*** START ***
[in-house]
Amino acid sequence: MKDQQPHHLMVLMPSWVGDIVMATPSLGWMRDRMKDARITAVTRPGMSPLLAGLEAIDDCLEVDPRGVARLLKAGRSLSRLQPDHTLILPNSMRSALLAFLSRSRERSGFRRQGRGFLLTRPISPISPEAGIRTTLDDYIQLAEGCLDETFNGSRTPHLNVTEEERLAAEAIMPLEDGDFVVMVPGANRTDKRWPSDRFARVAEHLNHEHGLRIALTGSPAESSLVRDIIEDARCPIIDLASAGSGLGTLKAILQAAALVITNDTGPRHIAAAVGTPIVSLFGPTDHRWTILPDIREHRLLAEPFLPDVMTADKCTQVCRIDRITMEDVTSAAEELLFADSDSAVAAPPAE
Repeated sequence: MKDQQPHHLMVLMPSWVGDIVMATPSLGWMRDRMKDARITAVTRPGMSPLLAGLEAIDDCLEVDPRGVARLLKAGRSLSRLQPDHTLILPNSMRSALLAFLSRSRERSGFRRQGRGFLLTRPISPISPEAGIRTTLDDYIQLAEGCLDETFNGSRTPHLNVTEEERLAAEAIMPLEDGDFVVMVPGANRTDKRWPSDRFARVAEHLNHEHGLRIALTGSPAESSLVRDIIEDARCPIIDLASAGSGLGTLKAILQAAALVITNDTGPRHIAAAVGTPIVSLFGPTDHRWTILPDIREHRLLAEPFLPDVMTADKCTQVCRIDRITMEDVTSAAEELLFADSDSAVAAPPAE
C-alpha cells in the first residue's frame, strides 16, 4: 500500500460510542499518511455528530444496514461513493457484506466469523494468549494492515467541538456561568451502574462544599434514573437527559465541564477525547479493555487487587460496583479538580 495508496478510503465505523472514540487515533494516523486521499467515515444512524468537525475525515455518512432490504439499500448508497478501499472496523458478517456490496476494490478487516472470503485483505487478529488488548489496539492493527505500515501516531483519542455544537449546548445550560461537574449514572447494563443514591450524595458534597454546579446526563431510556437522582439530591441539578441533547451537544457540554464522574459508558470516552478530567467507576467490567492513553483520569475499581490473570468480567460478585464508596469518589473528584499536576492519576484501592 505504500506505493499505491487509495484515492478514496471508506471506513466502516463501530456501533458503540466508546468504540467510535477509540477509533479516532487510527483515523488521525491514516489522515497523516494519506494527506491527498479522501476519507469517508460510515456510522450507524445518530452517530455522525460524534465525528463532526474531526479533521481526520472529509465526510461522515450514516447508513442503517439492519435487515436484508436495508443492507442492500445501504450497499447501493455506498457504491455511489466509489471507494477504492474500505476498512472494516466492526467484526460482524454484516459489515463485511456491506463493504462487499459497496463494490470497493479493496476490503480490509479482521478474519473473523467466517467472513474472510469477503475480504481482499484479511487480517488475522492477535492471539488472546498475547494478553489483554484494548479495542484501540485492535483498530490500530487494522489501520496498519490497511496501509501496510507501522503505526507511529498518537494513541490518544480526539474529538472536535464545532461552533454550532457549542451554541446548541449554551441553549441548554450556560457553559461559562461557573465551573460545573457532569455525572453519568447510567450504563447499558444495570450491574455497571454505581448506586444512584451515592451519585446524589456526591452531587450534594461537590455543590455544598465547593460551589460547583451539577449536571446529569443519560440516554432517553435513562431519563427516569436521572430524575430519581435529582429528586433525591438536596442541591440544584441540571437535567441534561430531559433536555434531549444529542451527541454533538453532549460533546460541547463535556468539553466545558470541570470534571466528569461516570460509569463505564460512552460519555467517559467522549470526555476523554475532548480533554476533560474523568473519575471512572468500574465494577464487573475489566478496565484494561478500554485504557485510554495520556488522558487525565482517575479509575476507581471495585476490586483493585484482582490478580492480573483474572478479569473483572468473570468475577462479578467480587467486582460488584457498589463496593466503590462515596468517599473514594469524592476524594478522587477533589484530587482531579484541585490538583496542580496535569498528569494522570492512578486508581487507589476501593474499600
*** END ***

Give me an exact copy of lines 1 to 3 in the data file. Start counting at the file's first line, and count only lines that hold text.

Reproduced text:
[in-house]
Amino acid sequence: MKDQQPHHLMVLMPSWVGDIVMATPSLGWMRDRMKDARITAVTRPGMSPLLAGLEAIDDCLEVDPRGVARLLKAGRSLSRLQPDHTLILPNSMRSALLAFLSRSRERSGFRRQGRGFLLTRPISPISPEAGIRTTLDDYIQLAEGCLDETFNGSRTPHLNVTEEERLAAEAIMPLEDGDFVVMVPGANRTDKRWPSDRFARVAEHLNHEHGLRIALTGSPAESSLVRDIIEDARCPIIDLASAGSGLGTLKAILQAAALVITNDTGPRHIAAAVGTPIVSLFGPTDHRWTILPDIREHRLLAEPFLPDVMTADKCTQVCRIDRITMEDVTSAAEELLFADSDSAVAAPPAE
Repeated sequence: MKDQQPHHLMVLMPSWVGDIVMATPSLGWMRDRMKDARITAVTRPGMSPLLAGLEAIDDCLEVDPRGVARLLKAGRSLSRLQPDHTLILPNSMRSALLAFLSRSRERSGFRRQGRGFLLTRPISPISPEAGIRTTLDDYIQLAEGCLDETFNGSRTPHLNVTEEERLAAEAIMPLEDGDFVVMVPGANRTDKRWPSDRFARVAEHLNHEHGLRIALTGSPAESSLVRDIIEDARCPIIDLASAGSGLGTLKAILQAAALVITNDTGPRHIAAAVGTPIVSLFGPTDHRWTILPDIREHRLLAEPFLPDVMTADKCTQVCRIDRITMEDVTSAAEELLFADSDSAVAAPPAE